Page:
US president says Washington will not be taking punitive measures against Riyadh over journalist’s murder.
President Donald Trump said on Tuesday that the United States intends to remain a “steadfast partner” of Saudi Arabia even though “it could very well be” that Saudi Crown Prince Mohammed bin Salman (MBS) had knowledge of the killing of journalist Jamal Khashoggi.
“We may never know all of the facts surrounding the murder of Mr Jamal Khashoggi. In any case, our relationship is with the Kingdom of Saudi Arabia,” Trump said in a statement issued by the White House.
Defying pressure from US legislators to impose tougher sanctions on Saudi Arabia, the president indicated he had no intention of cancelling military contracts with the kingdom.
“If we foolishly cancel these contracts, Russia and China would be the enormous beneficiaries,” the president said.
Trump’s comments come just days after US media reported that the CIA concluded MBS ordered Khashoggi’s murder. Trump told reporters later on Tuesday that the CIA assessment is not “definitive”.
Khashoggi, a contributing columnist for the Washington Post, was killed at the Saudi consulate in Istanbul on October 2 when he went there to pick up documents needed for his planned marriage.
A critic of the Saudi government, Khashoggi had resisted pressure from Riyadh for him to return home.
Saudi Arabia initially rejected the claim that its nationals were behind the killing, but as Turkish authorities continued to leak evidence of high-level involvement, Riyadh eventually admitted that its agents carried out the murder with a series of contradictory explanations.
Saudi Arabia’s deputy public prosecutor has said he was seeking the death penalty for five suspects charged in Khashoggi’s killing. Al-Shaalan told reporters the Saudi crown prince knew nothing of the operation, in which Khashoggi’s body was dismembered and removed from the consulate.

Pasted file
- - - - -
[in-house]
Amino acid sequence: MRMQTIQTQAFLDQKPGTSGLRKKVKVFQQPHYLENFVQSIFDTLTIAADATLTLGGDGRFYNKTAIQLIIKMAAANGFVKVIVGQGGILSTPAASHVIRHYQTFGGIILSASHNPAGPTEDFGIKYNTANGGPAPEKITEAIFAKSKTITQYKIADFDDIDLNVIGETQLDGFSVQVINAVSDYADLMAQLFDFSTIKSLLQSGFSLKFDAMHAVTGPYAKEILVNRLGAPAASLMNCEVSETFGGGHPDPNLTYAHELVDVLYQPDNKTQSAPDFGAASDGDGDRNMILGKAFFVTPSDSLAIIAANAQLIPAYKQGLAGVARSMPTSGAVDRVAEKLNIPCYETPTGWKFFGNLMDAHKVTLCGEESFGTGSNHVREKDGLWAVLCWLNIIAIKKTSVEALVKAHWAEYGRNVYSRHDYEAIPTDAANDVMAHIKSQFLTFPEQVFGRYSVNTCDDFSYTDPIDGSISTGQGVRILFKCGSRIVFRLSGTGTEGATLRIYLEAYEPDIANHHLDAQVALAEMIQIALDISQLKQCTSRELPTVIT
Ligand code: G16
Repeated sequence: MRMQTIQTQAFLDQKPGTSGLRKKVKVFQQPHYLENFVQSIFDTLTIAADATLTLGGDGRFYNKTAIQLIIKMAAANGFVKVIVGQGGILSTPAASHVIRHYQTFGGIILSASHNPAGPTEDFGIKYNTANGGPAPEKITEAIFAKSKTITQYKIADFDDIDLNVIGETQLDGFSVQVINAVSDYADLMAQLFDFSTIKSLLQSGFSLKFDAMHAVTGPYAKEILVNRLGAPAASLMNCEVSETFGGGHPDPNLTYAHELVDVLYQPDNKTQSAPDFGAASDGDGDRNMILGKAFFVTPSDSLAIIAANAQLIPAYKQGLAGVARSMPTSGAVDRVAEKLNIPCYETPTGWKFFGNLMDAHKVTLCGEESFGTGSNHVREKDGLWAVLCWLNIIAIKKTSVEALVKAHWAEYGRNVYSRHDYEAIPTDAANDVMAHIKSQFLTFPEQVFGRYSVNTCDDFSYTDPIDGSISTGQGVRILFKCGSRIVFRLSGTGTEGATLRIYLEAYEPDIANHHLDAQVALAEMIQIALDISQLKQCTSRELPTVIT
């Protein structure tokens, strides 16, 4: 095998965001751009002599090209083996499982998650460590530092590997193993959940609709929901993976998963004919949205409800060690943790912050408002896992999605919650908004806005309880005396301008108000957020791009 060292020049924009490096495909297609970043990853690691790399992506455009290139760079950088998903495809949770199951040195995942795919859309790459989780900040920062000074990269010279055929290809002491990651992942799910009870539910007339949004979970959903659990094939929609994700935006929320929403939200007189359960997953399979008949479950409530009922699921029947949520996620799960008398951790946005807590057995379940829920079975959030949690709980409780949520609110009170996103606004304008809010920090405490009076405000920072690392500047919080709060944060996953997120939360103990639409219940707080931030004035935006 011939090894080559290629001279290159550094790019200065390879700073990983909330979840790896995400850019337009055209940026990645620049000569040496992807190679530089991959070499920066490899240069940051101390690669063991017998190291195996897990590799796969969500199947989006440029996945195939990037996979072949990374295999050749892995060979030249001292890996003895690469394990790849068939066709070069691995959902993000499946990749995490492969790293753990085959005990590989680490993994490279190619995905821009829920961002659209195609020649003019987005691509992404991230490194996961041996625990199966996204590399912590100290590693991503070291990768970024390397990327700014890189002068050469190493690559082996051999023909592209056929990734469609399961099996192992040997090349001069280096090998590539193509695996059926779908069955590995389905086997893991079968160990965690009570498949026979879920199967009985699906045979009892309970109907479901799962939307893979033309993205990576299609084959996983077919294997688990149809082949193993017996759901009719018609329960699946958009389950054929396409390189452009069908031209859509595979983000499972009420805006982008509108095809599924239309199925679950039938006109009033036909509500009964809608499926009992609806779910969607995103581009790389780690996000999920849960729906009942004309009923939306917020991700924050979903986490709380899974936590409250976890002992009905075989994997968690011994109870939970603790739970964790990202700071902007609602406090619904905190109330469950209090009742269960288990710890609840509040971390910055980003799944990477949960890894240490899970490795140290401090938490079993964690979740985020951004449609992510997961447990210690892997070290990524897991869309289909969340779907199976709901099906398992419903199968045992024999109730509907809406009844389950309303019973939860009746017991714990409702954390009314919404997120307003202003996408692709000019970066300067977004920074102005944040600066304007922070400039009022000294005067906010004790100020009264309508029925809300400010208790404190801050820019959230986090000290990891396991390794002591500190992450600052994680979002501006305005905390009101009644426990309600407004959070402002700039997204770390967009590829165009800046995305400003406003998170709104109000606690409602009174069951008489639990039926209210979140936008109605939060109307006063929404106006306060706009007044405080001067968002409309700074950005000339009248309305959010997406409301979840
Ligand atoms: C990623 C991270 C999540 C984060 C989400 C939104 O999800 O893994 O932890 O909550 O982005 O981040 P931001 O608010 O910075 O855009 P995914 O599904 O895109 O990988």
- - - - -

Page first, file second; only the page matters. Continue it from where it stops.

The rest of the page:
‘Enrage Republicans, Democrats, US intelligence’
Recent intelligence reports have re-energised efforts of members of Congress to hold MBS responsible for Khashoggi’s murder.
On Thursday, a bipartisan group of US senators introduced legislation seeking to punish Saudi Arabia over Khashoggi’s killing and for its role in the devastating war in Yemen.
The move came not long after the US imposed economic sanctions on 17 Saudis allegedly involved in the journalist’s murder. Many senators expressed disappointment that those sanctions did not include the crown prince himself, and called on the US to take tougher actions.
In Tuesday’s statement, Trump said he was aware that some members of Congress “would like to go in a different direction” and they are “free to do so”.
“I will consider whatever ideas are presented to me, but only if they are consistent with the absolute security and safety of America,” he said.
“They (Saudi Arabia) have been a great ally in our very important fight against Iran. The United States intends to remain a steadfast partner of Saudi Arabia to ensure the interests of our country, Israel and all other partners in the region.”
Secretary of State Mike Pompeo echoed Trump’s statement, saying, “It is the president’s obligation and the State Department’s duty to ensure we adopt policies that further America’s national security.”
Earlier on Tuesday, a State Department official told ABC News that it was “blindingly obvious” that the crown prince ordered Khashoggi’s killing. Pompeo said he could not comment on matters of intelligence.
Al Jazeera’s Kimberly Halkett, reporting from outside the White House, said Trump comments are going to enrage both Democrats and Republicans, as well as members of the intelligence community.
“This is not going to play well for the president,” Halkett said.
She added that the president will likely be pressured to explain how he reached the conclusion that the facts may never be known, considering he was briefed by the CIA director on the agency’s findings.
Randa Slim, an analyst with the Middle East Institute, said she believes Congress may try to take action on weapons sales to Saudi Arabia and on its role in Yemen.
“I think it will be tougher and tougher going forward for the administration to be able to spend and rationalise a future cooperation on a number of spheres between the United States and Saudi Arabia,” Slim said.